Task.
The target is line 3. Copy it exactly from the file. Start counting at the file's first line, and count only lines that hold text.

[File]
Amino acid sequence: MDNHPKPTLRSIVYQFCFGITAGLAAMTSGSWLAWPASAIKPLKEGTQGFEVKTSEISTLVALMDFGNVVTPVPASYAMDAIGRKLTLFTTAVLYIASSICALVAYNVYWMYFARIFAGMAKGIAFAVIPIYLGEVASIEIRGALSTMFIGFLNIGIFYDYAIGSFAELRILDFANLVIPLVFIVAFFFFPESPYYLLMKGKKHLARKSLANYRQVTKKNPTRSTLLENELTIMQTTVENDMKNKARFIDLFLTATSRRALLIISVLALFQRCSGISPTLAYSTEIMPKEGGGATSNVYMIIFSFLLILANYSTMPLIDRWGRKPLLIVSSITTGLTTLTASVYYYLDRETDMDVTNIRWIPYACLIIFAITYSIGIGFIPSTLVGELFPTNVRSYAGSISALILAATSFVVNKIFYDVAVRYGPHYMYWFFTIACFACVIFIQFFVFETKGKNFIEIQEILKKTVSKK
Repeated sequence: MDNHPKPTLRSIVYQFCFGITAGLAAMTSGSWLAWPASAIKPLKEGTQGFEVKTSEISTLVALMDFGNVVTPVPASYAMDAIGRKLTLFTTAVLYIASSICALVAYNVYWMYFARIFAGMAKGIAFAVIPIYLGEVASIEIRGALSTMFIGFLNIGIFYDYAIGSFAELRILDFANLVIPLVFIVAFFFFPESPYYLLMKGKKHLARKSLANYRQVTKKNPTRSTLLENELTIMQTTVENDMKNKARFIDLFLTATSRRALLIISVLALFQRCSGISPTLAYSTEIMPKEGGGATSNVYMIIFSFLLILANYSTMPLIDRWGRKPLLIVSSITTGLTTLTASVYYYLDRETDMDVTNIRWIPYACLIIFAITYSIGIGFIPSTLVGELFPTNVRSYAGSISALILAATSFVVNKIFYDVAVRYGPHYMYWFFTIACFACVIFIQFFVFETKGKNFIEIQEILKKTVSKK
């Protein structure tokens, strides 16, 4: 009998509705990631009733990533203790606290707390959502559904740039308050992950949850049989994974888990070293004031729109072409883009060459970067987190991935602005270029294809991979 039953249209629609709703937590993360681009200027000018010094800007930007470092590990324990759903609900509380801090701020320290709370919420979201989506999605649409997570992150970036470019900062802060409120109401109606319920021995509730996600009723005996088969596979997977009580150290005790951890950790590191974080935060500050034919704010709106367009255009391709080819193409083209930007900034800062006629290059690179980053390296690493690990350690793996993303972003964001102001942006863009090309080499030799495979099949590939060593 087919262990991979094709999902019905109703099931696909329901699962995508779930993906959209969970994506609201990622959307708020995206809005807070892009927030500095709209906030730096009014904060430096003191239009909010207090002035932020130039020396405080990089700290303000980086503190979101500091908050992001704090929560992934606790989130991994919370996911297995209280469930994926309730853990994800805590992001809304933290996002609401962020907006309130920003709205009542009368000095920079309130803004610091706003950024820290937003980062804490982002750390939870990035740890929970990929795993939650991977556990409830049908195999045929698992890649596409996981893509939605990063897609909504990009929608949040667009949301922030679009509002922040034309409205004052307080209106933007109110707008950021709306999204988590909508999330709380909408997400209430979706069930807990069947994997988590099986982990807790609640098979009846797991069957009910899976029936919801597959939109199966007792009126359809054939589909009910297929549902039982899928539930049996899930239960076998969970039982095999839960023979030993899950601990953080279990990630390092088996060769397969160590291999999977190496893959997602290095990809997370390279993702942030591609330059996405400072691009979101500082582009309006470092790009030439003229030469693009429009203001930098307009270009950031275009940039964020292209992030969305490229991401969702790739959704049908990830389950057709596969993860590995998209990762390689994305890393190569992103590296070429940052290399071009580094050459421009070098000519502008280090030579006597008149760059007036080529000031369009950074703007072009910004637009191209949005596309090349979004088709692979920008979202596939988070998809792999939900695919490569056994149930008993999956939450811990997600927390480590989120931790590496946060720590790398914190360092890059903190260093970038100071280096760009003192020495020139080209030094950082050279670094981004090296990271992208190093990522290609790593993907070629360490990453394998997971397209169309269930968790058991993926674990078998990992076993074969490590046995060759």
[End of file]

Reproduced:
């Protein structure tokens, strides 16, 4: 009998509705990631009733990533203790606290707390959502559904740039308050992950949850049989994974888990070293004031729109072409883009060459970067987190991935602005270029294809991979 039953249209629609709703937590993360681009200027000018010094800007930007470092590990324990759903609900509380801090701020320290709370919420979201989506999605649409997570992150970036470019900062802060409120109401109606319920021995509730996600009723005996088969596979997977009580150290005790951890950790590191974080935060500050034919704010709106367009255009391709080819193409083209930007900034800062006629290059690179980053390296690493690990350690793996993303972003964001102001942006863009090309080499030799495979099949590939060593 087919262990991979094709999902019905109703099931696909329901699962995508779930993906959209969970994506609201990622959307708020995206809005807070892009927030500095709209906030730096009014904060430096003191239009909010207090002035932020130039020396405080990089700290303000980086503190979101500091908050992001704090929560992934606790989130991994919370996911297995209280469930994926309730853990994800805590992001809304933290996002609401962020907006309130920003709205009542009368000095920079309130803004610091706003950024820290937003980062804490982002750390939870990035740890929970990929795993939650991977556990409830049908195999045929698992890649596409996981893509939605990063897609909504990009929608949040667009949301922030679009509002922040034309409205004052307080209106933007109110707008950021709306999204988590909508999330709380909408997400209430979706069930807990069947994997988590099986982990807790609640098979009846797991069957009910899976029936919801597959939109199966007792009126359809054939589909009910297929549902039982899928539930049996899930239960076998969970039982095999839960023979030993899950601990953080279990990630390092088996060769397969160590291999999977190496893959997602290095990809997370390279993702942030591609330059996405400072691009979101500082582009309006470092790009030439003229030469693009429009203001930098307009270009950031275009940039964020292209992030969305490229991401969702790739959704049908990830389950057709596969993860590995998209990762390689994305890393190569992103590296070429940052290399071009580094050459421009070098000519502008280090030579006597008149760059007036080529000031369009950074703007072009910004637009191209949005596309090349979004088709692979920008979202596939988070998809792999939900695919490569056994149930008993999956939450811990997600927390480590989120931790590496946060720590790398914190360092890059903190260093970038100071280096760009003192020495020139080209030094950082050279670094981004090296990271992208190093990522290609790593993907070629360490990453394998997971397209169309269930968790058991993926674990078998990992076993074969490590046995060759």